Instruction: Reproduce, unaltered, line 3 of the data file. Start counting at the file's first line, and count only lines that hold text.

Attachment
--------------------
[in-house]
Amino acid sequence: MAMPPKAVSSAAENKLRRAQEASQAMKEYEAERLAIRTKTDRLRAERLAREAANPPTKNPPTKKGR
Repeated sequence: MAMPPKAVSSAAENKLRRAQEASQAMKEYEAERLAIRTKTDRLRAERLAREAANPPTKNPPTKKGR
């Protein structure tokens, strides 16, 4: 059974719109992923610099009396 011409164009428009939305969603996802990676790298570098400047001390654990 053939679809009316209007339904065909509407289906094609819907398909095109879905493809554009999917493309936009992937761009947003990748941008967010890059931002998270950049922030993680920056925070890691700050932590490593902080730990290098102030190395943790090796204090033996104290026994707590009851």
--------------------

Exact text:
Repeated sequence: MAMPPKAVSSAAENKLRRAQEASQAMKEYEAERLAIRTKTDRLRAERLAREAANPPTKNPPTKKGR